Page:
When you're buying a webhosting package, you might be wondering if the bandwidth allowance advertised is enough for your website.
The Bandwidth Allowance is the total amount of data in Gigabytes (GB) that you can transfer into and out of the web server per month.
Let's Calculate Bandwidth
You need to get 3 figures to do this calculation:
- Average size of your webpages - find this out by putting the website url into https://www.webpagetest.org/
- Number of Visitors to website/day - find this in Google Analytics
- Average number of pages that visitors view - find this in Google Analytics (average pageviews)
For easy comparison, I'll keep the average page size and average page views the same for all four types of website. I'll add a safety factor of 1.2 at the end because data transfer counts both in and out of the server, not just webpages served to visitors (which is out only).
|Avg Page size (kB)
||0.756 GB/mo||1.512 GB/mo||15.12 GB/mo||151.2 GB/mo|
It's been estimated that 99% of websites use less than 5GB/month in data transfer
The Truth about Bandwidth
To understand the truth about Bandwidth, you need to understand how web hosts pay their suppliers for data. There are 2 important points here.
- Webhosts pay their suppliers for every single Gigabyte (GB) of data processed and transferred in/out of their servers.
- Webhosts also agree a figure for bandwidth with their suppliers and will suffer penalties if this bandwidth cap is breached.
The bandwidth cap that webhosts are bound by is not about the amount of data per month, as they advertise to you, but the maximum amount of data that can flow per second, which is measured in Gigabits (not bytes) per second, or Gbps. A breach of the bandwidth cap comes with financial penalties for the webhost.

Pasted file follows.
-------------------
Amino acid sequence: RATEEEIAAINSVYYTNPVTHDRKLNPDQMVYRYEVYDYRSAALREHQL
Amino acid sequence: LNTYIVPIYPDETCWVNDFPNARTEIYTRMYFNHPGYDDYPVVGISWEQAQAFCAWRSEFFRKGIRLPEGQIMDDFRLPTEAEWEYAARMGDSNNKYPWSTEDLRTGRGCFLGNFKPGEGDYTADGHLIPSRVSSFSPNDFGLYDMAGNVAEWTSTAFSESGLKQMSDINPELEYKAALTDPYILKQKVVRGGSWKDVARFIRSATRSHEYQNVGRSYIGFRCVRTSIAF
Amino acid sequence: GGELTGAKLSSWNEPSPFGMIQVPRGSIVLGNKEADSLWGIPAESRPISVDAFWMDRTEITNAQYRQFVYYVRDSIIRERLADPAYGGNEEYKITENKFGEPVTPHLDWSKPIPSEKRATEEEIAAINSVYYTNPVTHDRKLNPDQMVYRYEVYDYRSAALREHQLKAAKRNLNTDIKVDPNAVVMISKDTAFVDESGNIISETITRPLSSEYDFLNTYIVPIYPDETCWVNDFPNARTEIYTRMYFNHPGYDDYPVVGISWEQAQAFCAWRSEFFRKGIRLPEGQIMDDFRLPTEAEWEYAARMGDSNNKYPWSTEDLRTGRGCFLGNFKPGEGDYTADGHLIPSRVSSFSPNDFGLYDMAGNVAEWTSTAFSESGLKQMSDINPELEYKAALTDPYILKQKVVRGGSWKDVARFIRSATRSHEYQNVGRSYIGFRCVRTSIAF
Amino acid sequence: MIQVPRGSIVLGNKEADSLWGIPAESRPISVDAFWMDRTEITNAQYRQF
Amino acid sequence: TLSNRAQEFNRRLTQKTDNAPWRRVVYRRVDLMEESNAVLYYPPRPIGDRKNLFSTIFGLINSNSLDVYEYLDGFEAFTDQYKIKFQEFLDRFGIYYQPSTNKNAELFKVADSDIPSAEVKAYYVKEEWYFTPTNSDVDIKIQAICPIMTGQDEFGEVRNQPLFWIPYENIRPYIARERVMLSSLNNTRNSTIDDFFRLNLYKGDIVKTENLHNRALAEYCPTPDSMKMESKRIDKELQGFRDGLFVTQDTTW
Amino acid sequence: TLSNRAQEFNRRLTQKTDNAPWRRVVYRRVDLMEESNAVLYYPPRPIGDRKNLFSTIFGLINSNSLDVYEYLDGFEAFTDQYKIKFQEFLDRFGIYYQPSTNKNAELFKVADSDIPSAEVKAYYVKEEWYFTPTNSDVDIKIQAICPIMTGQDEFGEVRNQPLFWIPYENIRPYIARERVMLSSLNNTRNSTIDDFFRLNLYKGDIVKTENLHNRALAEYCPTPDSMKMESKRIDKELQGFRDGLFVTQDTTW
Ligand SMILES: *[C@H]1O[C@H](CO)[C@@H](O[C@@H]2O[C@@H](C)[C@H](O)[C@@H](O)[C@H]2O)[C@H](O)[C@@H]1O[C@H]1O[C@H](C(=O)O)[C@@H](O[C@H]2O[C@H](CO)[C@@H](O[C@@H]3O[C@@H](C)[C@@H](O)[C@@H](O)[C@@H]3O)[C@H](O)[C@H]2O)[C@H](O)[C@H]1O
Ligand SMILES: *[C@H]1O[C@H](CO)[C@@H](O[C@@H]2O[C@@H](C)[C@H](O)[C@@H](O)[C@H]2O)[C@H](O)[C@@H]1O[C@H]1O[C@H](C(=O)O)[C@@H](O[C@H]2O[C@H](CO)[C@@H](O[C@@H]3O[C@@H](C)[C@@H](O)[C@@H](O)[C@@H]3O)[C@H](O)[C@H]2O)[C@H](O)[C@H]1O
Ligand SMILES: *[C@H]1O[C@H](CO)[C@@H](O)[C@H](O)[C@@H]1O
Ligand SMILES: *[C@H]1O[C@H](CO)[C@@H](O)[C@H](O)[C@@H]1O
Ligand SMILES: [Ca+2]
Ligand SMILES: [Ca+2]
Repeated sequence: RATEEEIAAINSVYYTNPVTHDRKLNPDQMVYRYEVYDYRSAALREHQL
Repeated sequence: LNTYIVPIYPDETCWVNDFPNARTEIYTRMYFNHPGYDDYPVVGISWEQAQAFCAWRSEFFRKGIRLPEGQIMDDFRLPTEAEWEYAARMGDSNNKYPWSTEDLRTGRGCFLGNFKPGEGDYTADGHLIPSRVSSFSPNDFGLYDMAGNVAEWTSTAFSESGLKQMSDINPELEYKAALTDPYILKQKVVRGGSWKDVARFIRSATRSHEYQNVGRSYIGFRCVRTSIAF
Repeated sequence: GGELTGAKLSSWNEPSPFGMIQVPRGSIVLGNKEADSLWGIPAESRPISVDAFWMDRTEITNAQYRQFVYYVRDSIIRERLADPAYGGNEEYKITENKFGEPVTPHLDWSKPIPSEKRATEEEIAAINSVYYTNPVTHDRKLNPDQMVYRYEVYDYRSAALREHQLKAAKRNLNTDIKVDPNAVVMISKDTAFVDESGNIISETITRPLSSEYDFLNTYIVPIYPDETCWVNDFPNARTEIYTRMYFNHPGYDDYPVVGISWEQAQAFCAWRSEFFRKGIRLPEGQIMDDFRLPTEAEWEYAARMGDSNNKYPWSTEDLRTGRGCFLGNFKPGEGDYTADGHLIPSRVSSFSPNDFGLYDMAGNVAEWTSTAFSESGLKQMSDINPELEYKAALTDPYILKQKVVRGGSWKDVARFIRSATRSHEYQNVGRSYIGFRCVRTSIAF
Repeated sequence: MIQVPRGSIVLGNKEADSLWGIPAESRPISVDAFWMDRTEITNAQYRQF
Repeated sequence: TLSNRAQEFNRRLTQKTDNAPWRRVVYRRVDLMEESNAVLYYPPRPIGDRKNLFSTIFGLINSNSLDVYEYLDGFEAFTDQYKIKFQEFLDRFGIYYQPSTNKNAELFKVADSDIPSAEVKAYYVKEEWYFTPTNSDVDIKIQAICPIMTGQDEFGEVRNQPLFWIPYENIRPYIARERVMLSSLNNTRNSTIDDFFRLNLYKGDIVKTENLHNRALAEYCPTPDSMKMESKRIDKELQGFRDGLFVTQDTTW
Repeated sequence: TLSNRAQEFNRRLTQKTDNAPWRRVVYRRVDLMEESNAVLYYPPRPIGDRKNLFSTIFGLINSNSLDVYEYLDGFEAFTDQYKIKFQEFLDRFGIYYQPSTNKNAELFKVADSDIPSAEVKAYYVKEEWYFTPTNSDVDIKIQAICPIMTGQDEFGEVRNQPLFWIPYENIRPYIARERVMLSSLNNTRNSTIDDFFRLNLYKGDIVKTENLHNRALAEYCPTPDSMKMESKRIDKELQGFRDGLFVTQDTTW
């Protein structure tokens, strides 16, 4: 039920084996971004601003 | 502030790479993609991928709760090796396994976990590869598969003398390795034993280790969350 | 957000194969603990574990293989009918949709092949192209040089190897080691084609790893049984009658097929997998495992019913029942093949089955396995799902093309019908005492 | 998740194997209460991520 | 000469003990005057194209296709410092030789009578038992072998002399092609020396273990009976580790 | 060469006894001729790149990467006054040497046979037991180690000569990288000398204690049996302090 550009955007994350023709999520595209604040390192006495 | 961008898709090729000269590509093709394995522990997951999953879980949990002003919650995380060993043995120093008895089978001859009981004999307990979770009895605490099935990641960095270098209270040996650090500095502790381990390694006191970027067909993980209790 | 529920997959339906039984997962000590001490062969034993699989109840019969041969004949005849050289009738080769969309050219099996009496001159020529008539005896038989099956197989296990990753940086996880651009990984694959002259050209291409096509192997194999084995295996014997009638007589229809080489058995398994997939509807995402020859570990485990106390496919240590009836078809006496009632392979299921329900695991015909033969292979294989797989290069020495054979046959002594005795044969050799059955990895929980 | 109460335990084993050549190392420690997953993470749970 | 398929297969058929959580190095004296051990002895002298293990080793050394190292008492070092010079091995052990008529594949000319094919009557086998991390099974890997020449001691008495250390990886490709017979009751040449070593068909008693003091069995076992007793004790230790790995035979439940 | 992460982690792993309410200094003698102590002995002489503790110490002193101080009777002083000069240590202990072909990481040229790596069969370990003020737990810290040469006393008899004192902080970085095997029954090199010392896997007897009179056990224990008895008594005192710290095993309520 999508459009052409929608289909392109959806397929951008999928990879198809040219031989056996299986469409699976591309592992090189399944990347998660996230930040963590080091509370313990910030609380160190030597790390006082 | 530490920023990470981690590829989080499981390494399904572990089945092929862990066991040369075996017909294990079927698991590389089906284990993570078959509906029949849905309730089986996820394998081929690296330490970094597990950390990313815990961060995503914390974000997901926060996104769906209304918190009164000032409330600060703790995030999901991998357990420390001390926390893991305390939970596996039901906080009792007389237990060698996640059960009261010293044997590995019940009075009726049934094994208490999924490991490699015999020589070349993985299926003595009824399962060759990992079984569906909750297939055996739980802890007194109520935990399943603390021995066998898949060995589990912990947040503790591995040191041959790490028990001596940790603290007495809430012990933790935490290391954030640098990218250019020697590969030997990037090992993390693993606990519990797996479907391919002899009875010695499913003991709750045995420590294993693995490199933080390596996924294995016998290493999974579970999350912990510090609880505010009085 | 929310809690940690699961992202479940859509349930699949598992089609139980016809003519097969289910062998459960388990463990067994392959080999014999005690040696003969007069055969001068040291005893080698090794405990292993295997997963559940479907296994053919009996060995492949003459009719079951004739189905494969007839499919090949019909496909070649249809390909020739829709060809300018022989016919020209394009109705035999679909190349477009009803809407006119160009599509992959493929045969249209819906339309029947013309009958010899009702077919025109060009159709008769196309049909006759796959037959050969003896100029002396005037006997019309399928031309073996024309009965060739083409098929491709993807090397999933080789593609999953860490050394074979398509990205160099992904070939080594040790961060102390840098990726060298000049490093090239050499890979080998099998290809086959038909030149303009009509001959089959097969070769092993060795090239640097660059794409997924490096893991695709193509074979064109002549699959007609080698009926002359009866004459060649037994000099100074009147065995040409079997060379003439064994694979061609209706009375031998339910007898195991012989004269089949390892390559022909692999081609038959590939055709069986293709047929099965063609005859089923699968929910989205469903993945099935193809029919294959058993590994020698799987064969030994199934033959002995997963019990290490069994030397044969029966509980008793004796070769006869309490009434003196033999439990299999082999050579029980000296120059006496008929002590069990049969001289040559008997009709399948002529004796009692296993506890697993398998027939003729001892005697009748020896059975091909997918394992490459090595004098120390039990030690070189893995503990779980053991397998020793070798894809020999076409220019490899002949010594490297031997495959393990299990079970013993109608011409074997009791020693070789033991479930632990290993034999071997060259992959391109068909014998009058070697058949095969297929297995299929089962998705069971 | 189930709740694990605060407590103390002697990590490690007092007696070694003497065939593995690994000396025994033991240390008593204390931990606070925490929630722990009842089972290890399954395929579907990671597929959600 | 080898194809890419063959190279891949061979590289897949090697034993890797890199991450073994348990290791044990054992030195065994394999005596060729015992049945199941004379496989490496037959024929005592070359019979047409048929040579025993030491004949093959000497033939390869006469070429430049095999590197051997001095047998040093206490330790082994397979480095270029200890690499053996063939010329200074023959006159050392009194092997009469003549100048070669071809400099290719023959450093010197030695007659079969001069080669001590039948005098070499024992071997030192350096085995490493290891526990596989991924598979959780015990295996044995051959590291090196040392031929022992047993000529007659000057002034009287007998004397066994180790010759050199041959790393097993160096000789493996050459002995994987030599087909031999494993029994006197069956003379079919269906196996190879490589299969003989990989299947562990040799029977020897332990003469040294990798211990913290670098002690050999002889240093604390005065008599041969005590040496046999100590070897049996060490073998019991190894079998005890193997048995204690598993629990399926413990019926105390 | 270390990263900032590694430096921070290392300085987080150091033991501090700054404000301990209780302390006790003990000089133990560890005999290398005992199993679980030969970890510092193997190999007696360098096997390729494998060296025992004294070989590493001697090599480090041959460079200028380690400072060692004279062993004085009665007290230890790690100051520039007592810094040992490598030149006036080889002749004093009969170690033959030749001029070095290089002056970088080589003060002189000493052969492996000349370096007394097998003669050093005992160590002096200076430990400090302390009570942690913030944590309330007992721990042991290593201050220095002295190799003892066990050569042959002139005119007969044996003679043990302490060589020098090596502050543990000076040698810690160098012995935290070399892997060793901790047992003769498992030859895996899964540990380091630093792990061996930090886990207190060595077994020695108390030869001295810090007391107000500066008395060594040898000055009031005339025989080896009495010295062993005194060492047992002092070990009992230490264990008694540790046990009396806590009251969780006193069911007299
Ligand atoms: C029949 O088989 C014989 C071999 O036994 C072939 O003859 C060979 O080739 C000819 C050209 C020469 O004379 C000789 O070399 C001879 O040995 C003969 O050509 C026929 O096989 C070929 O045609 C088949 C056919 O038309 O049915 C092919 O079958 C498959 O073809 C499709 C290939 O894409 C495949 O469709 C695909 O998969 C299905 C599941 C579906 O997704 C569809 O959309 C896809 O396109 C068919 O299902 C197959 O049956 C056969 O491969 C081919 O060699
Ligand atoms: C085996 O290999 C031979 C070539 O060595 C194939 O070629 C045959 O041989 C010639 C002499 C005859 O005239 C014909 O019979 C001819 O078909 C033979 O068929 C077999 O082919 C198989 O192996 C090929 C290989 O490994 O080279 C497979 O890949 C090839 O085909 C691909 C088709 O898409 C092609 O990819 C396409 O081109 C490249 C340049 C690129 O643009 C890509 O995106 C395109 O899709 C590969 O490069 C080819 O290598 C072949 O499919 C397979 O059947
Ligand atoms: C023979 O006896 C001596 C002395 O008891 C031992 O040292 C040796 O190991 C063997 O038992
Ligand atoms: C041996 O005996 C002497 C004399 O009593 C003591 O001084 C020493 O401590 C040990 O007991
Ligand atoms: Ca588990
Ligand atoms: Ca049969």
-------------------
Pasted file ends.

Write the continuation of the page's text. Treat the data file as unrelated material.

Bandwidth - the real definition - is the maximum amount of data that can be transferred per second
What are the Implications?
Web hosts are offering more and more Bandwidth Allowance to their customers to draw them in. Faced with a 10GB monthly allowance, or an Unlimited monthly allowance for data transfer, which would you pick?
Most people would go for Unlimited because they believe it will make their website faster. After all, the more data that can flow, the faster it must be, right?
WRONG! Remember point 2. above? Webhosts have a pre-agreed cap on bandwidth with their suppliers! And that's real bandwidth, defined as the maximum amount of data that can flow per second.
Unlimited Bandwidth is the ultimate myth. There is no such thing. Bandwidth is capped and data flowing must be paid for by the webhost. So how do they do it?
Easy. They are banking on the fact that the majority of websites on the server will use less than 5GB data per month, and (this is important), that they will use that data evenly throughout the month.
Webhosts cannot afford to breach their own bandwidth cap, so the last thing they want is a website that frequently uses data in large 'spikes'. This could happen on a Black Friday weekend, or after a heavy advertising campaign for instance. Spikes are a threat to the bandwidth cap. When that happens, your website (or even the entire server) will be 'throttled' - slowed down - until the spike is over. If a website continues spiking, the webhost will suggest a higher data plan which has a higher bandwidth cap built in.